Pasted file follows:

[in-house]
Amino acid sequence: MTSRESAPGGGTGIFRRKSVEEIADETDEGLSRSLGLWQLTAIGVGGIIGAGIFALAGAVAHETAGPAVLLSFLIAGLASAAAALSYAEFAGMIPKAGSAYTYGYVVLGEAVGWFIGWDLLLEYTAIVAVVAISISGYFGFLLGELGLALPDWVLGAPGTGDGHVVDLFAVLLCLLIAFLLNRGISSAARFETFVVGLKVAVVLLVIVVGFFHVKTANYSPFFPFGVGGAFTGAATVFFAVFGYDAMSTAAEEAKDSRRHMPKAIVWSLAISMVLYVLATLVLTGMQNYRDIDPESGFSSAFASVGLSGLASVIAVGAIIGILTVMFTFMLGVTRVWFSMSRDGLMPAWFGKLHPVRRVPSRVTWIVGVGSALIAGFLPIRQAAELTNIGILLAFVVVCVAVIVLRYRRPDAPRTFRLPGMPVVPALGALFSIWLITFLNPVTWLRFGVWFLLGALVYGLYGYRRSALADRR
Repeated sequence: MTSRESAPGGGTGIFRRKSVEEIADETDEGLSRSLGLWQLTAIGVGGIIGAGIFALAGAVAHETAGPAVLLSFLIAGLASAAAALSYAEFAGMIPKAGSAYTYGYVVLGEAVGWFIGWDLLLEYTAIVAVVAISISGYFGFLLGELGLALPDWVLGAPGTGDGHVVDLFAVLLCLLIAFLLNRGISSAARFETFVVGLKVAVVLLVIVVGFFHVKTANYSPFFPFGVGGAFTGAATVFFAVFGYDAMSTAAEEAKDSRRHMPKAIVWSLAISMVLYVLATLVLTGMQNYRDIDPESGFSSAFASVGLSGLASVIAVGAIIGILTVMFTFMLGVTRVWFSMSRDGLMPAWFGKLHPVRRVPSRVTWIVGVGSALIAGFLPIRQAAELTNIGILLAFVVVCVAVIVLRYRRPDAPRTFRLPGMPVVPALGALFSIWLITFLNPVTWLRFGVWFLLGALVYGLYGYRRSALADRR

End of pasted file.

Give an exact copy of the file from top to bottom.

[in-house]
Amino acid sequence: MTSRESAPGGGTGIFRRKSVEEIADETDEGLSRSLGLWQLTAIGVGGIIGAGIFALAGAVAHETAGPAVLLSFLIAGLASAAAALSYAEFAGMIPKAGSAYTYGYVVLGEAVGWFIGWDLLLEYTAIVAVVAISISGYFGFLLGELGLALPDWVLGAPGTGDGHVVDLFAVLLCLLIAFLLNRGISSAARFETFVVGLKVAVVLLVIVVGFFHVKTANYSPFFPFGVGGAFTGAATVFFAVFGYDAMSTAAEEAKDSRRHMPKAIVWSLAISMVLYVLATLVLTGMQNYRDIDPESGFSSAFASVGLSGLASVIAVGAIIGILTVMFTFMLGVTRVWFSMSRDGLMPAWFGKLHPVRRVPSRVTWIVGVGSALIAGFLPIRQAAELTNIGILLAFVVVCVAVIVLRYRRPDAPRTFRLPGMPVVPALGALFSIWLITFLNPVTWLRFGVWFLLGALVYGLYGYRRSALADRR
Repeated sequence: MTSRESAPGGGTGIFRRKSVEEIADETDEGLSRSLGLWQLTAIGVGGIIGAGIFALAGAVAHETAGPAVLLSFLIAGLASAAAALSYAEFAGMIPKAGSAYTYGYVVLGEAVGWFIGWDLLLEYTAIVAVVAISISGYFGFLLGELGLALPDWVLGAPGTGDGHVVDLFAVLLCLLIAFLLNRGISSAARFETFVVGLKVAVVLLVIVVGFFHVKTANYSPFFPFGVGGAFTGAATVFFAVFGYDAMSTAAEEAKDSRRHMPKAIVWSLAISMVLYVLATLVLTGMQNYRDIDPESGFSSAFASVGLSGLASVIAVGAIIGILTVMFTFMLGVTRVWFSMSRDGLMPAWFGKLHPVRRVPSRVTWIVGVGSALIAGFLPIRQAAELTNIGILLAFVVVCVAVIVLRYRRPDAPRTFRLPGMPVVPALGALFSIWLITFLNPVTWLRFGVWFLLGALVYGLYGYRRSALADRR